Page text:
In Ostrowski v. Azzara, 111 N.J. 429, 545 A.2d 148 (1988), the plaintiff, a heavy smoker and an insulin-dependent diabetic, consulted with the defendant, a doctor of podiatric medicine. Id. at 432. The defendant removed the plaintiff's left big toenail. Id. at 434. Because of peripheral vascular disease that involved the big toe, the plaintiff had to undergo immediate bypass surgery to prevent the loss of the extremity due to a pre-gangrenous condition of the big toe. Id. at 435. The plaintiff sued the podiatrist, claiming that she should not have removed the toenail before obtaining vascular tests to determine whether the blood flow was sufficient to heal the surgical wound resulting from removal of the toenail. Ibid. The trial court permitted the plaintiff's pre-treatment health habits such as smoking and failing to maintain her weight, diet, and blood sugar at acceptable levels to be considered by the jury in determining whether the plaintiff was comparatively negligent. Ibid. The jury found the plaintiff fifty-one percent at fault and her complaint was dismissed. Id. at 436. The Appellate Division affirmed. Ibid.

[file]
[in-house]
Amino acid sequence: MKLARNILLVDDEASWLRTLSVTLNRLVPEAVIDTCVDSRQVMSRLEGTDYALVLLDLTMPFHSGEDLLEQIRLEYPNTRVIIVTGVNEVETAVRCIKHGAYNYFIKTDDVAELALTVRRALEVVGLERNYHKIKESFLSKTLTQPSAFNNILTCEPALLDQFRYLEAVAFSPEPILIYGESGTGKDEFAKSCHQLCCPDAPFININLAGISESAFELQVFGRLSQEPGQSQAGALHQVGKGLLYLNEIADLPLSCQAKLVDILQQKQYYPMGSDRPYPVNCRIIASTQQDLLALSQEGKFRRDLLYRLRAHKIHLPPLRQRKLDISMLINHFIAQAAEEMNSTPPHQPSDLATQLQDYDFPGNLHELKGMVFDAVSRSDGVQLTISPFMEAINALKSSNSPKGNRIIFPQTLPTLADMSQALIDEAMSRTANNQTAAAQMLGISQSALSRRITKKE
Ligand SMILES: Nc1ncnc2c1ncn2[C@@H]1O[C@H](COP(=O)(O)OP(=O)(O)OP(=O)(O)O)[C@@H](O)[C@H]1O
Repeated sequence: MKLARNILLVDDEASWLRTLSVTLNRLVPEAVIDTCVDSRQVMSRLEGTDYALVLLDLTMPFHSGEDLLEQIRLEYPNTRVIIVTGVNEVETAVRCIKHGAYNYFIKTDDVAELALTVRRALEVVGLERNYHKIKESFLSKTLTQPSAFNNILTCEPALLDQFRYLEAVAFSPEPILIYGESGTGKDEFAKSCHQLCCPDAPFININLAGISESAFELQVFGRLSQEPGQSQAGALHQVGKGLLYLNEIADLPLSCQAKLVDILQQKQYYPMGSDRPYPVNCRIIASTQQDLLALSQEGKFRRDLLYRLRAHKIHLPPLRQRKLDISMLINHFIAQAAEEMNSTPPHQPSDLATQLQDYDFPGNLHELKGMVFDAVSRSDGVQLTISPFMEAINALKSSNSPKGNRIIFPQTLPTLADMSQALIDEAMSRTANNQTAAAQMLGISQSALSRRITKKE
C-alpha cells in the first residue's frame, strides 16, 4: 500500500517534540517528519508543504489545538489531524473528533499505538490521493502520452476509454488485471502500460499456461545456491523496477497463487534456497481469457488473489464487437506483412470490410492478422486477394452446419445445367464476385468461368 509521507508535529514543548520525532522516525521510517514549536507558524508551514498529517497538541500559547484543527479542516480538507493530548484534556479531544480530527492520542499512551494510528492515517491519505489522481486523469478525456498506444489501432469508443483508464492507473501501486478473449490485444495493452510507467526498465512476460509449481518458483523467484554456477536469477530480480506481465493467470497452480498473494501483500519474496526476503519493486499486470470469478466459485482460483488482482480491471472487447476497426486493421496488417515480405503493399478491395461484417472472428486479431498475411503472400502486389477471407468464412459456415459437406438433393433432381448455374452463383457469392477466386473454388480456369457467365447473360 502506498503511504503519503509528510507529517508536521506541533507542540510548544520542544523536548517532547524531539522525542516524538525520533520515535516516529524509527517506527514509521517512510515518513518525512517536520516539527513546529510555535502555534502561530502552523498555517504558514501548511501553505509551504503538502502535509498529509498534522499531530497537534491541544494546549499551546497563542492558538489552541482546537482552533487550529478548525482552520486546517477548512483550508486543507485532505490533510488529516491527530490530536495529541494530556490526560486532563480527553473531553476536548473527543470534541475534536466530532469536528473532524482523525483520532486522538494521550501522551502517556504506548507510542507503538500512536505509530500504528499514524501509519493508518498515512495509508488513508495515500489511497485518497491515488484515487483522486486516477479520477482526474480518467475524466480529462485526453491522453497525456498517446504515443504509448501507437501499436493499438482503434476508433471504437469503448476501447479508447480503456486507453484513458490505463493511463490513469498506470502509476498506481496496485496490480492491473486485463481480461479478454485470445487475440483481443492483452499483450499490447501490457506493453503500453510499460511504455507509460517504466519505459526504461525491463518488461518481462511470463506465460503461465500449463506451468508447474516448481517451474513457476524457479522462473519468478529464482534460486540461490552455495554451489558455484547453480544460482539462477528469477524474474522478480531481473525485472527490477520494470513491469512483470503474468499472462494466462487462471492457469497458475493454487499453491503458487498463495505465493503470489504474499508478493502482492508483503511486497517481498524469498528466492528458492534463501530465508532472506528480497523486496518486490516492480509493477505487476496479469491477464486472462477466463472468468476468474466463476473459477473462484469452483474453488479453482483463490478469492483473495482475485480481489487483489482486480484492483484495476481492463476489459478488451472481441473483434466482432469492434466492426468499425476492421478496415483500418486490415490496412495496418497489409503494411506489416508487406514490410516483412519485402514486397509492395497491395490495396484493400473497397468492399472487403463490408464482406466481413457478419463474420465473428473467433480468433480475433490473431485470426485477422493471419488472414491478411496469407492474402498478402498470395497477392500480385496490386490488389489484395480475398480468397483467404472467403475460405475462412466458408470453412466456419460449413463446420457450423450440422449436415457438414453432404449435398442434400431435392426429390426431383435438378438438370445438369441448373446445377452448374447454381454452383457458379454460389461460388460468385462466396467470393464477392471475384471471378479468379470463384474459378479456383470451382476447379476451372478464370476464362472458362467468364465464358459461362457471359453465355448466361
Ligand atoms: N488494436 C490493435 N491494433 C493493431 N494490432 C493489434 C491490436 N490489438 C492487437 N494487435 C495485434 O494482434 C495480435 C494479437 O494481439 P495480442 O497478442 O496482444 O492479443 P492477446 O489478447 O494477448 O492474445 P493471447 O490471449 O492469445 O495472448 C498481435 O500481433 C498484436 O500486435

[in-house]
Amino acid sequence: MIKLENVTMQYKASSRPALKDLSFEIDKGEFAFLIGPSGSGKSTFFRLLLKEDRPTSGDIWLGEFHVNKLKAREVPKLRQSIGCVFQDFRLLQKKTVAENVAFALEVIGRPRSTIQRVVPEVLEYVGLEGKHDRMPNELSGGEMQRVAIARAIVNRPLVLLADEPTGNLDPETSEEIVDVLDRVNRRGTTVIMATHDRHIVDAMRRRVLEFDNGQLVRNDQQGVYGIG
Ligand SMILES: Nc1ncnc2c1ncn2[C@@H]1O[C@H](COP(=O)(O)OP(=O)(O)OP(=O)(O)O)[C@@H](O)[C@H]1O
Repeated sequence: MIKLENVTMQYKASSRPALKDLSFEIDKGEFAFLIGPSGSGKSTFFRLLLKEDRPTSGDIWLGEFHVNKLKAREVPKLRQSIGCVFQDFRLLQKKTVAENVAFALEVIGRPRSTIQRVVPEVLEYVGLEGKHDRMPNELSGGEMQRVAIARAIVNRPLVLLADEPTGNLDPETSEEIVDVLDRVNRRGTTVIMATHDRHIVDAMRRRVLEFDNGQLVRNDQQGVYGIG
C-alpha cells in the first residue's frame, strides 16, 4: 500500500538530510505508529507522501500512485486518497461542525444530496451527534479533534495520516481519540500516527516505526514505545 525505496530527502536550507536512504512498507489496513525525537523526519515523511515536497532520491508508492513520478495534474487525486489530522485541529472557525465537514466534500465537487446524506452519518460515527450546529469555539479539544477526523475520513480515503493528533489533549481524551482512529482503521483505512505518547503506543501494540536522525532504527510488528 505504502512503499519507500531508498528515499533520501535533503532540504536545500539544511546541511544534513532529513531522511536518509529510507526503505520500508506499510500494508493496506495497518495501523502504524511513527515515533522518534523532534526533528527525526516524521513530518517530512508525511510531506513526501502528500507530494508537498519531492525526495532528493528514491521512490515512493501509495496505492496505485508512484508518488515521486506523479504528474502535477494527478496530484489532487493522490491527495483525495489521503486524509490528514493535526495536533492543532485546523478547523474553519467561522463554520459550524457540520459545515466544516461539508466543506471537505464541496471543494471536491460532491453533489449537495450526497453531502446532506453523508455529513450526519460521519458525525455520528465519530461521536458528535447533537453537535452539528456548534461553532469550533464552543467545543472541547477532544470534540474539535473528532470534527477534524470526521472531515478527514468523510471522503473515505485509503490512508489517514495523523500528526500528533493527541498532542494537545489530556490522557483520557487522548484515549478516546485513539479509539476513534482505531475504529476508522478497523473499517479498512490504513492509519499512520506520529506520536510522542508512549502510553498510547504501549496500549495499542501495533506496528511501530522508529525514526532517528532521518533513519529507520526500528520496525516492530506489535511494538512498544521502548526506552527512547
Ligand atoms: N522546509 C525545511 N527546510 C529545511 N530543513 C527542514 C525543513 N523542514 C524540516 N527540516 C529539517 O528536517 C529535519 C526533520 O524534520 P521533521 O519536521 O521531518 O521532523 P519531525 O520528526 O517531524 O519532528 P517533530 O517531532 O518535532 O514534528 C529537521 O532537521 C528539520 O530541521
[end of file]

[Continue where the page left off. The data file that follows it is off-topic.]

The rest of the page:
This Court acknowledged that health care providers have a special duty "to protect patients against their own self-destructive acts." Id. at 440. That Conclusion reflects the policy judgment "that health care professionals have a special responsibility with respect to diseased patients." Id. at 444;see also Procanik v. Cillo, 97 N.J. 339, 348-52, 478 A.2d 755 (1984) (finding that although infant plaintiff's condition resulted from pre-existing congenital infection, doctors had duty to prevent that harm by providing parents with the choice to terminate pregnancy). Once a patient comes under a physician's care, however, "the law can justly expect the patient to cooperate with the health care provider in their mutual interests." Ostrowski, (supra) , 111 N.J. at 445. The Court held that a health care provider is entitled to have the damages mitigated under the avoidable consequences doctrine based on the patient's post-treatment self-destructive conduct that was a significant cause of the increased damages. Id. at 445-47.